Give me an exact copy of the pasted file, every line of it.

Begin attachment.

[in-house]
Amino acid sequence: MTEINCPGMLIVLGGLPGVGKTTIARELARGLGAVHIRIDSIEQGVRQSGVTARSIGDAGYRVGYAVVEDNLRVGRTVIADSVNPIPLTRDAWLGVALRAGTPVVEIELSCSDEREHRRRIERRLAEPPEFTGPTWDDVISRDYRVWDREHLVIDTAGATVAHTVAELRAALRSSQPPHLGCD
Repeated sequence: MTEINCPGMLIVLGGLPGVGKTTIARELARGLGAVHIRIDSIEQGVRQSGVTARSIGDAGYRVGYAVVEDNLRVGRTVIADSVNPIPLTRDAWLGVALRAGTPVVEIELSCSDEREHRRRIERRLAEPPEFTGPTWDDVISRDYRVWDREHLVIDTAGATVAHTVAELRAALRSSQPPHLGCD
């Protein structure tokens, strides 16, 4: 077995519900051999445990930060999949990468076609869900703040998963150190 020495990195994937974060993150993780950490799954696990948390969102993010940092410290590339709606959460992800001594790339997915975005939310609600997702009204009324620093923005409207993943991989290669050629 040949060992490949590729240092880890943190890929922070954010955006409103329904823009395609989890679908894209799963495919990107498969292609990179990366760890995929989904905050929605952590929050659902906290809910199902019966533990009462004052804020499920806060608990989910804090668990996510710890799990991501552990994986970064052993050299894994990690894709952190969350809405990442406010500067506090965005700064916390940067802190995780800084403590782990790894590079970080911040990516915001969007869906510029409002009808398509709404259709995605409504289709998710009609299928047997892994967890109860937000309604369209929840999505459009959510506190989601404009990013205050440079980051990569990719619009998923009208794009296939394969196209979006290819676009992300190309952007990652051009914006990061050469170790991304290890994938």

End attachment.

[in-house]
Amino acid sequence: MTEINCPGMLIVLGGLPGVGKTTIARELARGLGAVHIRIDSIEQGVRQSGVTARSIGDAGYRVGYAVVEDNLRVGRTVIADSVNPIPLTRDAWLGVALRAGTPVVEIELSCSDEREHRRRIERRLAEPPEFTGPTWDDVISRDYRVWDREHLVIDTAGATVAHTVAELRAALRSSQPPHLGCD
Repeated sequence: MTEINCPGMLIVLGGLPGVGKTTIARELARGLGAVHIRIDSIEQGVRQSGVTARSIGDAGYRVGYAVVEDNLRVGRTVIADSVNPIPLTRDAWLGVALRAGTPVVEIELSCSDEREHRRRIERRLAEPPEFTGPTWDDVISRDYRVWDREHLVIDTAGATVAHTVAELRAALRSSQPPHLGCD
């Protein structure tokens, strides 16, 4: 077995519900051999445990930060999949990468076609869900703040998963150190 020495990195994937974060993150993780950490799954696990948390969102993010940092410290590339709606959460992800001594790339997915975005939310609600997702009204009324620093923005409207993943991989290669050629 040949060992490949590729240092880890943190890929922070954010955006409103329904823009395609989890679908894209799963495919990107498969292609990179990366760890995929989904905050929605952590929050659902906290809910199902019966533990009462004052804020499920806060608990989910804090668990996510710890799990991501552990994986970064052993050299894994990690894709952190969350809405990442406010500067506090965005700064916390940067802190995780800084403590782990790894590079970080911040990516915001969007869906510029409002009808398509709404259709995605409504289709998710009609299928047997892994967890109860937000309604369209929840999505459009959510506190989601404009990013205050440079980051990569990719619009998923009208794009296939394969196209979006290819676009992300190309952007990652051009914006990061050469170790991304290890994938």